Here’s a different way of viewing the markets and the game of trading, which I particularly like – the market is a mechanism for self-deception.
This idea comes in part from the world of military strategy. Deception is a key principle of warfare, as stated by Sun Tzu in one of his most famous quotations:
“All warfare is based on deception. Hence, when able to attack, we must seem unable; when using our forces, we must seem inactive; when we are near, we must make the enemy believe we are far away; when far away, we must make him believe we are near.”
… Sun Tzu
If we can show the enemy something that he wants to see, and that he perceives to be certain, then his decision making processes will become predictable and we can position our forces to successfully inflict defeat.
Can we apply this idea to the markets, and to the game of trading? Absolutely.
Before we discuss how to apply this concept to the markets, let us first consider which role we play in this game of deception.
I’ll repeat the above key statement, “If we can show the enemy something that he wants to see, and that he perceives to be certain, then his decision making processes will become predictable and we can position our forces to successfully inflict defeat.”
Are we the deceiver… attempting to move the market and tempt other traders to position themselves incorrectly against the true market bias? I wish I was… but I don’t have sufficient capital for that, and I don’t imagine you do either.
No… we are the deceived… we are the one being tempted to position ourselves incorrectly, or to make poor management decisions once in a trade.
So who then is the deceiver?
The market exists as a result of net orderflow, created as a result of the net sentiment of all market participants. It is not capable of individual thought, and does not exist with a sole strategic objective to wipe out your account (as much as it appears that way at times). The market simply exists.
It is us who decides how we will perceive and understand market movement. If market movement shows us something that we want to see, and that we perceive to be certain, it is because we alone have decided to perceive it this way.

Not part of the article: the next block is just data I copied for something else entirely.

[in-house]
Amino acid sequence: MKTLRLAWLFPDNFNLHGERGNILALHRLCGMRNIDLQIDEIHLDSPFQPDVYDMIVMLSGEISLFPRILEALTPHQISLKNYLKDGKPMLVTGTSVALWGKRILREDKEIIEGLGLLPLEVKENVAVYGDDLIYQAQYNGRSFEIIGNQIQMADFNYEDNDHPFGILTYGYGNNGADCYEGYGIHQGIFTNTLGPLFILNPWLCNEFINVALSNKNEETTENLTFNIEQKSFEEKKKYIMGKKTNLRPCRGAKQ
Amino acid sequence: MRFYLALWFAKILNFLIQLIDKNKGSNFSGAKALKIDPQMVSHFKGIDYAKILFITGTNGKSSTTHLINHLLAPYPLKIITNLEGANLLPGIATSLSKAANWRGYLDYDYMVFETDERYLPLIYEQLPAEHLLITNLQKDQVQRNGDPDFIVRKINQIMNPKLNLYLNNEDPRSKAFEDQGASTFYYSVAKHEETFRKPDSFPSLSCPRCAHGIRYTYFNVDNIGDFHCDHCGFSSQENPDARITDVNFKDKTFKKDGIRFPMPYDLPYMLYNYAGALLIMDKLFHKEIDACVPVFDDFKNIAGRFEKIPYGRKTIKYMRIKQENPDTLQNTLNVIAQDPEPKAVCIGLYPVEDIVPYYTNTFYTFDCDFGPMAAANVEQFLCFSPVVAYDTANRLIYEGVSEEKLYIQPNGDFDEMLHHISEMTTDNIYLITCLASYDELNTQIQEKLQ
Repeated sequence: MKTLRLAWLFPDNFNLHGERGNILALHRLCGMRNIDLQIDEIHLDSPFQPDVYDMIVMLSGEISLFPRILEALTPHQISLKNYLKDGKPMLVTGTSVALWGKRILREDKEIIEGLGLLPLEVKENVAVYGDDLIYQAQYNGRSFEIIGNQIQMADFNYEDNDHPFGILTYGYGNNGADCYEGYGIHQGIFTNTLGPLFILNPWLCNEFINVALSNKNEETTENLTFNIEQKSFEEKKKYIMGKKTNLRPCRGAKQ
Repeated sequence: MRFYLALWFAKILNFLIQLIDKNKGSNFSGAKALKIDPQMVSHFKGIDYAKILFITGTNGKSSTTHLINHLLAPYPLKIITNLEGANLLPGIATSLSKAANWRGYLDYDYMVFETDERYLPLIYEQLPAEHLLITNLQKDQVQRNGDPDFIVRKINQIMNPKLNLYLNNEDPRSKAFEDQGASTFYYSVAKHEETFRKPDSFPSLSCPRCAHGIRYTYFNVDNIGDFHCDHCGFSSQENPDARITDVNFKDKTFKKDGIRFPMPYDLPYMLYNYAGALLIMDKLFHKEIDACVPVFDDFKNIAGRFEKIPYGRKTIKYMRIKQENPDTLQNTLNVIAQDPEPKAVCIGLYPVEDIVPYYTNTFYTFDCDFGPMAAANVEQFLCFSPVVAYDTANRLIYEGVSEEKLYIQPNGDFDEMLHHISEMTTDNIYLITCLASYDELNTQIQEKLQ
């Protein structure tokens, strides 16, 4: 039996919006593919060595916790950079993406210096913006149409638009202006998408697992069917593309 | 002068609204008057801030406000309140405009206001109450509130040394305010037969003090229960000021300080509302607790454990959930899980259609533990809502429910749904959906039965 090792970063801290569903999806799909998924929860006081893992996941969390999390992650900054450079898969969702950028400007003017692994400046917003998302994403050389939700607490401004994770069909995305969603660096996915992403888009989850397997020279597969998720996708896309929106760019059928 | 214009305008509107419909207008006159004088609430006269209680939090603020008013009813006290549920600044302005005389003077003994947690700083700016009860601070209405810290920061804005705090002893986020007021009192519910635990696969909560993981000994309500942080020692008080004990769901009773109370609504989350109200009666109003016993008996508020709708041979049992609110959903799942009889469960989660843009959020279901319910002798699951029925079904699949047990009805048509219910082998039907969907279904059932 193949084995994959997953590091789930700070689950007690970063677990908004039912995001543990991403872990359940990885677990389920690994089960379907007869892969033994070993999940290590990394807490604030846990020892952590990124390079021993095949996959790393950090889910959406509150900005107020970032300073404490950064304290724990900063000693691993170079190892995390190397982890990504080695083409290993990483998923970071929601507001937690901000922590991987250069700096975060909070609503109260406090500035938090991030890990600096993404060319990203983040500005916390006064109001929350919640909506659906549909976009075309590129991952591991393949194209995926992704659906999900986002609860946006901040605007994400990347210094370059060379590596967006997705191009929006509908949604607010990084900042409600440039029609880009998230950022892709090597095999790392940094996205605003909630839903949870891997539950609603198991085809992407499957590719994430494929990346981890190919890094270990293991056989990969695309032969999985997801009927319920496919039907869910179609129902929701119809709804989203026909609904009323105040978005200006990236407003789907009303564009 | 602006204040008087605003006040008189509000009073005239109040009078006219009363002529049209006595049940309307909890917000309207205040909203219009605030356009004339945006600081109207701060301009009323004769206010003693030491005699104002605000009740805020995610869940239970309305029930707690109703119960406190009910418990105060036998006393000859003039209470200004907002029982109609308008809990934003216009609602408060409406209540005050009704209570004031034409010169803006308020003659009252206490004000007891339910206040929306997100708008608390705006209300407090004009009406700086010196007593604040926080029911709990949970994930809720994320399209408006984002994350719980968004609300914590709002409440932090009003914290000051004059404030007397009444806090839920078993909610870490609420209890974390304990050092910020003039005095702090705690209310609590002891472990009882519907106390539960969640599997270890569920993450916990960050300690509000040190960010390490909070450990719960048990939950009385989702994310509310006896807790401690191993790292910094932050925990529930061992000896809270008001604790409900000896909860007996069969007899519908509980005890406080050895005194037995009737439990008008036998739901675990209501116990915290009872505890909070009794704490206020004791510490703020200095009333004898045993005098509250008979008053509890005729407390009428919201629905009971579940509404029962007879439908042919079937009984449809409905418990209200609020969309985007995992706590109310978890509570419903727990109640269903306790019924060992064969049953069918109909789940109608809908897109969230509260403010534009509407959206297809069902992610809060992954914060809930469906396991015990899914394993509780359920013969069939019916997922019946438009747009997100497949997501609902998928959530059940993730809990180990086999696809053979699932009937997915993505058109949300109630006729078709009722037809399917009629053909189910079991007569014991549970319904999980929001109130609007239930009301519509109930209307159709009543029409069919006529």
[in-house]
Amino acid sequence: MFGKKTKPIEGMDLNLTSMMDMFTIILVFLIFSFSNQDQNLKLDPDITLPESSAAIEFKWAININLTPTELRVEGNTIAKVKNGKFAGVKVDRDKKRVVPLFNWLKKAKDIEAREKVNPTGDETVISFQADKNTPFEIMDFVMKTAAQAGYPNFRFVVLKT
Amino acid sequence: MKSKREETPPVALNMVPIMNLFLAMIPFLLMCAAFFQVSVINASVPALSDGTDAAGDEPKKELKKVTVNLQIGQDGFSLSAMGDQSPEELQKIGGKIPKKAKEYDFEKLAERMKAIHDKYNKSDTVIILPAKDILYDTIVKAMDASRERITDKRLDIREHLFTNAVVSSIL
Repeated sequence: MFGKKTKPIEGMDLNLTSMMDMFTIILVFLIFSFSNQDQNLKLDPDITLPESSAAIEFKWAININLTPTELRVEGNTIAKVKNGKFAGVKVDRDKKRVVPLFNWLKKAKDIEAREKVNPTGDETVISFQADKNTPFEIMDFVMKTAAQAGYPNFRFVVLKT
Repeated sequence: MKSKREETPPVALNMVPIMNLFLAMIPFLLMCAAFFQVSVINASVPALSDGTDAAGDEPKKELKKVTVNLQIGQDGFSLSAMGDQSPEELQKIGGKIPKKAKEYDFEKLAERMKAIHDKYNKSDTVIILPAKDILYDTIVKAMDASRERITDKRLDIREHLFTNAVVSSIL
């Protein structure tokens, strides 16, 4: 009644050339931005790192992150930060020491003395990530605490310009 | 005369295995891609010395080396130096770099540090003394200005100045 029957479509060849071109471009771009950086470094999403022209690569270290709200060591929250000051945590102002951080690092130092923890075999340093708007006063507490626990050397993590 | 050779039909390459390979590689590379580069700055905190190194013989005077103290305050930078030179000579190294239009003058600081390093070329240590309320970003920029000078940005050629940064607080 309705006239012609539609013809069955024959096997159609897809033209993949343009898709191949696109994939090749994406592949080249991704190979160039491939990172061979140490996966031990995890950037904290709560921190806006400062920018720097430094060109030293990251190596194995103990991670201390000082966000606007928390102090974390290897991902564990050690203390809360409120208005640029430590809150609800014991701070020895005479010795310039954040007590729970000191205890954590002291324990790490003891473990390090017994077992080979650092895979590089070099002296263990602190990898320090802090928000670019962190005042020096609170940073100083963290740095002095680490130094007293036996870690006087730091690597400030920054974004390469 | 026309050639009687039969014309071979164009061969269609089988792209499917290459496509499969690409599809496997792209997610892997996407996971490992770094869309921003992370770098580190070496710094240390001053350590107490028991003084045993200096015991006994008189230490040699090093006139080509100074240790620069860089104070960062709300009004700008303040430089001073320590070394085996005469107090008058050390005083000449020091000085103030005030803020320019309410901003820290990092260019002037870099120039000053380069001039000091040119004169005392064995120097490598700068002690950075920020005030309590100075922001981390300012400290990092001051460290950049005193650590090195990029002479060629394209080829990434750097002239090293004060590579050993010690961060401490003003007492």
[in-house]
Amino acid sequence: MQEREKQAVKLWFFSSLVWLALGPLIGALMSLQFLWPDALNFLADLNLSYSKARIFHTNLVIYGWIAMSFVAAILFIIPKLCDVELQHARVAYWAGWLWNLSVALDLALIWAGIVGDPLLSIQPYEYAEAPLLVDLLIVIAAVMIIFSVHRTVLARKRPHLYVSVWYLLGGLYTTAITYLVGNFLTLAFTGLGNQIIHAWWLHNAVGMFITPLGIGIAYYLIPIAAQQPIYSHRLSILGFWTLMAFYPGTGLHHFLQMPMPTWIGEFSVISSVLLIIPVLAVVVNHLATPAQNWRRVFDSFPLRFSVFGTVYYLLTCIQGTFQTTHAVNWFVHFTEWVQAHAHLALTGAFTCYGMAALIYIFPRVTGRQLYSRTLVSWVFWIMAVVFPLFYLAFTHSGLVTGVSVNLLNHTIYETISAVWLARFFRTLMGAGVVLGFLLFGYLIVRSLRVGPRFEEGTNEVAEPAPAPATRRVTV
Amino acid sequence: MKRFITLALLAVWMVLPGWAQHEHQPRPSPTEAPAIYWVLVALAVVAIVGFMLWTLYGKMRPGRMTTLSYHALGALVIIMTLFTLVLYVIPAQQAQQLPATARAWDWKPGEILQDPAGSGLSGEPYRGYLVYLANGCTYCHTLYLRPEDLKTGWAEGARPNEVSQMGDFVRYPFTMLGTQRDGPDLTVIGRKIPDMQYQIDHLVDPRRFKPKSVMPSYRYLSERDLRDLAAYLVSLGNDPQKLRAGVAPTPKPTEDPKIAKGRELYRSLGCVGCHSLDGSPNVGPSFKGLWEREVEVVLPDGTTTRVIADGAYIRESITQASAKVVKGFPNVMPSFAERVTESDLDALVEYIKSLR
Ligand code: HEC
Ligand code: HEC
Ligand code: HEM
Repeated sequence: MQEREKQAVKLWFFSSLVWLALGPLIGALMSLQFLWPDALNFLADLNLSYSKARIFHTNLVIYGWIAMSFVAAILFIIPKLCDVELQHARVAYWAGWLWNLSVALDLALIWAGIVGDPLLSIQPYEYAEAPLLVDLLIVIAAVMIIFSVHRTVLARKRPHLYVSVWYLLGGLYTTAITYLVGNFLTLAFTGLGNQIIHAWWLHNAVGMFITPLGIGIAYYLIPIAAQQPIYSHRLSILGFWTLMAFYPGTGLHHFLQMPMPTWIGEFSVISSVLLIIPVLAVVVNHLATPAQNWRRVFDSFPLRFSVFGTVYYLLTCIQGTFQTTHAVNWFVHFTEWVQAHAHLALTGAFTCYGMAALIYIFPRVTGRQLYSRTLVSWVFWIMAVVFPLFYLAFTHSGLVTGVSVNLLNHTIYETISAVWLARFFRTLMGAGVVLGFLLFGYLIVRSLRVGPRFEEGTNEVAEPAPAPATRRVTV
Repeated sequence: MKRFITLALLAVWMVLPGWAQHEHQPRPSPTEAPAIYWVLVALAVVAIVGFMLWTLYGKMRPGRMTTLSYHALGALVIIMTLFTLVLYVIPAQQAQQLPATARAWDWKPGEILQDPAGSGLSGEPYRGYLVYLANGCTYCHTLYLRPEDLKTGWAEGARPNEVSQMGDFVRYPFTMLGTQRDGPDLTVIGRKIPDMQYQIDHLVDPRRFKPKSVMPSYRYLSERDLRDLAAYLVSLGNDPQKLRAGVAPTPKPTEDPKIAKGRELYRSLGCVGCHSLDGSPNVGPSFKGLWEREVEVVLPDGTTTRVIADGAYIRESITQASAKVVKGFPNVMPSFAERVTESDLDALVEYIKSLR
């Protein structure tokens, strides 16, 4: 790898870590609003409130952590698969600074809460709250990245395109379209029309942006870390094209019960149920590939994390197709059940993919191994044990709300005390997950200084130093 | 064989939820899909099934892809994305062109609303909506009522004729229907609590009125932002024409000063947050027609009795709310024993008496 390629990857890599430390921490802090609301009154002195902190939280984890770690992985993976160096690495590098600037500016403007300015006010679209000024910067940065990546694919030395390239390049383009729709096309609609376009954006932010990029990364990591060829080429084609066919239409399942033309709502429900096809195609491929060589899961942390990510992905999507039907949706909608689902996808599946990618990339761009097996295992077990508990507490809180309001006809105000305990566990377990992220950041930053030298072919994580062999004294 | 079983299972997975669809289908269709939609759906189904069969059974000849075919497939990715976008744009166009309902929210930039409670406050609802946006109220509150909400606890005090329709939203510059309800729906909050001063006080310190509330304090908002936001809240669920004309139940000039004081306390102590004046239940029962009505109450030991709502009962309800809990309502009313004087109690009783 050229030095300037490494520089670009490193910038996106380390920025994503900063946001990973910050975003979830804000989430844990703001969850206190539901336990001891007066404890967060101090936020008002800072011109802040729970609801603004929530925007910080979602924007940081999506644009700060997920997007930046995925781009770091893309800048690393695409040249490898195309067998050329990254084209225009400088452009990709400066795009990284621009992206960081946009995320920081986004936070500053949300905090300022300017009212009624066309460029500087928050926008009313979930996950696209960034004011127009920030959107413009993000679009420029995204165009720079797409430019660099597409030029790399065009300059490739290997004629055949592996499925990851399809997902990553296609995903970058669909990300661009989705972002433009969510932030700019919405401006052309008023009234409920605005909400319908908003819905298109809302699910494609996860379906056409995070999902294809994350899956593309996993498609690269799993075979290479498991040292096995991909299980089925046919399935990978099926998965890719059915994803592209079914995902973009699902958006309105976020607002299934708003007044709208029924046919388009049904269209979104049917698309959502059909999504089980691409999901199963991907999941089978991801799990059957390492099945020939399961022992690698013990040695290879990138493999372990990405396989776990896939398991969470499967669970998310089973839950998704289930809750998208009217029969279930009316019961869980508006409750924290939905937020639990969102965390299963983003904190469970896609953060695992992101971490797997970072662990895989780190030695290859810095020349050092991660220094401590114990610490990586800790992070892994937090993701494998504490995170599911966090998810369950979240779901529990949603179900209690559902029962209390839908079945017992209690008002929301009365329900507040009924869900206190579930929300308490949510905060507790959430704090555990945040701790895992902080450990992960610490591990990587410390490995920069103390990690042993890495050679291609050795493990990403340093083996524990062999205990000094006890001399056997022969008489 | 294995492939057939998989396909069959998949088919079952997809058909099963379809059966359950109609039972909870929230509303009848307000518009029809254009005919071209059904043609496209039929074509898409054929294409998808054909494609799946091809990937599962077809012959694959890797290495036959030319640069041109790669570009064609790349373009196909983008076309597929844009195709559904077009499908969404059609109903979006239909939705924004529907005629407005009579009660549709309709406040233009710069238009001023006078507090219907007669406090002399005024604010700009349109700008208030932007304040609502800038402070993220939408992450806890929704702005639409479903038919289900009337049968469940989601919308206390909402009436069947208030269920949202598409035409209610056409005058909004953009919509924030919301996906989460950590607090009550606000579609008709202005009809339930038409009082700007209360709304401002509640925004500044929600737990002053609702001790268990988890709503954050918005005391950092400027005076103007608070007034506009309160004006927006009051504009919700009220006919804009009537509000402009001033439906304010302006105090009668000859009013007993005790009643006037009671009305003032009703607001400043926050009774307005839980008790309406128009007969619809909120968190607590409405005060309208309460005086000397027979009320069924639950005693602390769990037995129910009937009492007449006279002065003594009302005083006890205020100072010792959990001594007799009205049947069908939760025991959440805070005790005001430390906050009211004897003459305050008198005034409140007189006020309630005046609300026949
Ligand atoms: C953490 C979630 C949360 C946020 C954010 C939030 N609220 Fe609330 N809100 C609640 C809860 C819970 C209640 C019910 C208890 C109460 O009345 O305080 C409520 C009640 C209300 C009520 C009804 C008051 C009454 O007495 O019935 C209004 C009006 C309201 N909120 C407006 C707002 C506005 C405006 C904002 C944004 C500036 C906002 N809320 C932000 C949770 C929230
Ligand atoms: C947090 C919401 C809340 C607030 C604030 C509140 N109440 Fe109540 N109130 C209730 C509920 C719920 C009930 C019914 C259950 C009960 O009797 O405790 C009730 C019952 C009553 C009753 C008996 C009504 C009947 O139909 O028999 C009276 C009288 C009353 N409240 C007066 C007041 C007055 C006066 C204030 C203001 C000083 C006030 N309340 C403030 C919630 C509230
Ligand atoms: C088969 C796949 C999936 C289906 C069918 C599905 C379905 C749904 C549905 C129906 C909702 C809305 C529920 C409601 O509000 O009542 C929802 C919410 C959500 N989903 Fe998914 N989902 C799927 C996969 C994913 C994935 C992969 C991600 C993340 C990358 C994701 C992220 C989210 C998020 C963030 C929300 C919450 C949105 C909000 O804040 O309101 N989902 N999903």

In the market environment, we are both the deceiver, and the deceived.
“We are never deceived; we deceive ourselves.”
…Johann Wolfgang von Goethe
The market is an environment that promotes self-deception.
So, how can we use this model to trade the markets?
Let’s return first to the military context. Recognising that we are the one who is likely to be deceived, how should we operate on the battlefield if we wish to survive?
- Be aware of the potential for deception, especially when faced with a “certainty”;
- Seek opportunity when deception is recognised, by adjusting tactics to counter-attack from an advantageous position; and
- Always ensure an exit strategy to minimise damage upon recognition of having been caught in a trap.
In the market environment, this applies in the same way.
- Be aware of the potential for self-deception, especially when faced with a “certainty”.
- Aim to maximise your profits through recognising when others are being deceived, and trading against their position.
- Aim to minimise your losses through recognising when you have been caught in a trap, allowing prompt action to exit before suffering catastrophic damage.
So… the basis for trading in accordance with this model, is one of recognising deception in the market.
We’ll have a look at some examples of this in Part Two to this article, next week. In the meantime, if you like this concept then have a look at some of your previous trades from this different perspective. Review some of your winners – who were you trading against, and what were the signs that they were being deceived. And your losses – were there signs that should have alerted you beforehand to this potential deception, or signs after entry that could have minimised further drawdown?
More to follow…